Renewable energy: Nanotubes to channel osmotic power

March 1, 2013

The salinity difference between fresh water and salt water could be a source of renewable energy. However, power yields from existing techniques are not high enough to make them viable. A solution to this problem may now have been found.

A team led by physicists at the Institut Lumière Matière in Lyon, in collaboration with the Institut Néel (CNRS), has discovered a new means of harnessing this energy: osmotic flow through nanotubes generates huge , with 1,000 times the efficiency of any previous system.

To achieve this result, the researchers developed a highly novel that enabled them, for the first time, to study osmotic fluid transport through a single nanotube.

Their findings are published in the 28 February issue of Nature.

Explore further: Simulations help explain fast water transport in nanotubes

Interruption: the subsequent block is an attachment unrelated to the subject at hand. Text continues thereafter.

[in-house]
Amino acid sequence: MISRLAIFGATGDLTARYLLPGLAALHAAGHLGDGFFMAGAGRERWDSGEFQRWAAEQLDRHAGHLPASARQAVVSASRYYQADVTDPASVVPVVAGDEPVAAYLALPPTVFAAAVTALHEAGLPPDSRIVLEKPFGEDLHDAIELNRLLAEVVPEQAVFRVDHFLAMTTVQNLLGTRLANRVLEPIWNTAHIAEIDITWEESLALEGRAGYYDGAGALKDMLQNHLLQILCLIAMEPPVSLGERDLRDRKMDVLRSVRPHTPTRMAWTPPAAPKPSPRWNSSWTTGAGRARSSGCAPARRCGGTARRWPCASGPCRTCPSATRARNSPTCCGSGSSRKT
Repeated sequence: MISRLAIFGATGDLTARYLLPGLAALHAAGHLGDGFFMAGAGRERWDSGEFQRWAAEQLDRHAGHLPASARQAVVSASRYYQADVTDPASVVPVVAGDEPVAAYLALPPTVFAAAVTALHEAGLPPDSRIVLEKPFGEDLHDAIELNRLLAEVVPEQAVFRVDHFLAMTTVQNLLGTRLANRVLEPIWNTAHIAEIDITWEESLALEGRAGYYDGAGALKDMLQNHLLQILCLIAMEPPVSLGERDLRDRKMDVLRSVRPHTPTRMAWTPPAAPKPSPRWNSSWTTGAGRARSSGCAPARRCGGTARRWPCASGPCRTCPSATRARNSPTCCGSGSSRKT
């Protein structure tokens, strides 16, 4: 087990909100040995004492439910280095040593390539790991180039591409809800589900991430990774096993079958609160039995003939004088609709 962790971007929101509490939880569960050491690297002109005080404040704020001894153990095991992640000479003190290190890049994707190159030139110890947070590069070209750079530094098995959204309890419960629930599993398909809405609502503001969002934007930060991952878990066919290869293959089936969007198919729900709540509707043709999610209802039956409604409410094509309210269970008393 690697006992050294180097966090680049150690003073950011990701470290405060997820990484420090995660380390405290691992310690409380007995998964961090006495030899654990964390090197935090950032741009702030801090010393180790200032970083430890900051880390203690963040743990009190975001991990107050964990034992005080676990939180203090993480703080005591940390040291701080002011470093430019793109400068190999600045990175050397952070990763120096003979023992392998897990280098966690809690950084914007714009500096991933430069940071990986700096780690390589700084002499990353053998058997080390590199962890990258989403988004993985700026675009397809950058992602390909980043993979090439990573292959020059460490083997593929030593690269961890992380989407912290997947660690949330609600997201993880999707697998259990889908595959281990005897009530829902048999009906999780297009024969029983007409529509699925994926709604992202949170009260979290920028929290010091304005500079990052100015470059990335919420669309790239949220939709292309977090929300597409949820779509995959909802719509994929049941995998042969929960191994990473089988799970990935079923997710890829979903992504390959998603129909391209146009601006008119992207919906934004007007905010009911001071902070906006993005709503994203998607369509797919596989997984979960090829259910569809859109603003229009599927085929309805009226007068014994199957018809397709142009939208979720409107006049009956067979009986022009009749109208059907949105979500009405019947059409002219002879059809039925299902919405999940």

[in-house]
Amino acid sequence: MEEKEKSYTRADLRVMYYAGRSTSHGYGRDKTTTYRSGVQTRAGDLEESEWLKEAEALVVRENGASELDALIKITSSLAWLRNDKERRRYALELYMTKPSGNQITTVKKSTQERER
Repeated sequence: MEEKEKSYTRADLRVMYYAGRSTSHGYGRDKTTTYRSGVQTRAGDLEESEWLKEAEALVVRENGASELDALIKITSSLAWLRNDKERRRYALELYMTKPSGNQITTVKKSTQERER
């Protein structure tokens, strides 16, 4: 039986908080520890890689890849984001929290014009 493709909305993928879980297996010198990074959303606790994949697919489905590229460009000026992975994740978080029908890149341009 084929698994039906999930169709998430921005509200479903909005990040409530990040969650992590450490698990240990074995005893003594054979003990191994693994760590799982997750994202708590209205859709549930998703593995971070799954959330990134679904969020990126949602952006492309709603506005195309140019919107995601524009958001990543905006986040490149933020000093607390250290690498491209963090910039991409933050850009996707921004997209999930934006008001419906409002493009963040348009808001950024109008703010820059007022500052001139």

More information: Siria, A. et al. Giant osmotic energy conversion measured in a single transmembrane boron-nitride nanotube, Nature. 28 Feb 2013.

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2 / 5 (2) Mar 01, 2013
Thanks for the detailed synopsis, PHYSORG! Now we know precisely how and why this novel process is poised to leave all other saline-differential energy extraction technologies gasping in the dry, dirty dust of obsolescence.
1 / 5 (1) Mar 04, 2013
See: Nature. 28 Feb 2013.
not rated yet Mar 06, 2013
Desalination and producing electricity, one of my fav topics.

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